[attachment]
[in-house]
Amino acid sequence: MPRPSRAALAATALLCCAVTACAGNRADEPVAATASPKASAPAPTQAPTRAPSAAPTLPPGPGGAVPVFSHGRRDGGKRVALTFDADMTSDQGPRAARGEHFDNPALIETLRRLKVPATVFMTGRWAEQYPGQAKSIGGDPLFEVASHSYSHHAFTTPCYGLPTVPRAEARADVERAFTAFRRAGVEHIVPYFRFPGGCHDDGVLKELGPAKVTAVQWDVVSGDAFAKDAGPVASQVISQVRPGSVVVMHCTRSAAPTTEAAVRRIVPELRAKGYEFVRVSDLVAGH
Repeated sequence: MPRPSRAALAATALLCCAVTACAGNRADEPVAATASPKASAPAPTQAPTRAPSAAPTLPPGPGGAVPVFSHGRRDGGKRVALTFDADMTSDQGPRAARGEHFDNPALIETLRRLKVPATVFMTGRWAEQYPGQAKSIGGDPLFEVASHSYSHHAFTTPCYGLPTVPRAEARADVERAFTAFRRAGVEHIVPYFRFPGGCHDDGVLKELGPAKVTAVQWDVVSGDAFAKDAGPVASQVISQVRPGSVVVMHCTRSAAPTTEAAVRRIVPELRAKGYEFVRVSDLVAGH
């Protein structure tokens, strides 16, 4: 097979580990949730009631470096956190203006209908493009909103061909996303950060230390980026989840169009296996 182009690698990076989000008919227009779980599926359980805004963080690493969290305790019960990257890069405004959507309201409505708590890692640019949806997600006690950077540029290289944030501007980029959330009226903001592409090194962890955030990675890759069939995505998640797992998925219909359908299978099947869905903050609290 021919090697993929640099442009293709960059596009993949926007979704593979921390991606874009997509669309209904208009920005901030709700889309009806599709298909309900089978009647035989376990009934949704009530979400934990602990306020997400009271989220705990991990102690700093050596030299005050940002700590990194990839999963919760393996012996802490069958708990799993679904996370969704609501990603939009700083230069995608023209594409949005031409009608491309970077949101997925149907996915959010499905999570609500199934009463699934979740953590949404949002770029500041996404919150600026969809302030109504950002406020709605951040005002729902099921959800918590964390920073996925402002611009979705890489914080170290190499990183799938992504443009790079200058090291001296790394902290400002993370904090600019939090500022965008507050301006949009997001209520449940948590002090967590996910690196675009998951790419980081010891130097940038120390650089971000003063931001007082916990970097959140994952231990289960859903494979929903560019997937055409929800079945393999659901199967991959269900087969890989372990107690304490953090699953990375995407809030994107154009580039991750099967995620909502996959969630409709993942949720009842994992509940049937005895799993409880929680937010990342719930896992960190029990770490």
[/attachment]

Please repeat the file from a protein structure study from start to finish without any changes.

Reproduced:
[in-house]
Amino acid sequence: MPRPSRAALAATALLCCAVTACAGNRADEPVAATASPKASAPAPTQAPTRAPSAAPTLPPGPGGAVPVFSHGRRDGGKRVALTFDADMTSDQGPRAARGEHFDNPALIETLRRLKVPATVFMTGRWAEQYPGQAKSIGGDPLFEVASHSYSHHAFTTPCYGLPTVPRAEARADVERAFTAFRRAGVEHIVPYFRFPGGCHDDGVLKELGPAKVTAVQWDVVSGDAFAKDAGPVASQVISQVRPGSVVVMHCTRSAAPTTEAAVRRIVPELRAKGYEFVRVSDLVAGH
Repeated sequence: MPRPSRAALAATALLCCAVTACAGNRADEPVAATASPKASAPAPTQAPTRAPSAAPTLPPGPGGAVPVFSHGRRDGGKRVALTFDADMTSDQGPRAARGEHFDNPALIETLRRLKVPATVFMTGRWAEQYPGQAKSIGGDPLFEVASHSYSHHAFTTPCYGLPTVPRAEARADVERAFTAFRRAGVEHIVPYFRFPGGCHDDGVLKELGPAKVTAVQWDVVSGDAFAKDAGPVASQVISQVRPGSVVVMHCTRSAAPTTEAAVRRIVPELRAKGYEFVRVSDLVAGH
């Protein structure tokens, strides 16, 4: 097979580990949730009631470096956190203006209908493009909103061909996303950060230390980026989840169009296996 182009690698990076989000008919227009779980599926359980805004963080690493969290305790019960990257890069405004959507309201409505708590890692640019949806997600006690950077540029290289944030501007980029959330009226903001592409090194962890955030990675890759069939995505998640797992998925219909359908299978099947869905903050609290 021919090697993929640099442009293709960059596009993949926007979704593979921390991606874009997509669309209904208009920005901030709700889309009806599709298909309900089978009647035989376990009934949704009530979400934990602990306020997400009271989220705990991990102690700093050596030299005050940002700590990194990839999963919760393996012996802490069958708990799993679904996370969704609501990603939009700083230069995608023209594409949005031409009608491309970077949101997925149907996915959010499905999570609500199934009463699934979740953590949404949002770029500041996404919150600026969809302030109504950002406020709605951040005002729902099921959800918590964390920073996925402002611009979705890489914080170290190499990183799938992504443009790079200058090291001296790394902290400002993370904090600019939090500022965008507050301006949009997001209520449940948590002090967590996910690196675009998951790419980081010891130097940038120390650089971000003063931001007082916990970097959140994952231990289960859903494979929903560019997937055409929800079945393999659901199967991959269900087969890989372990107690304490953090699953990375995407809030994107154009580039991750099967995620909502996959969630409709993942949720009842994992509940049937005895799993409880929680937010990342719930896992960190029990770490």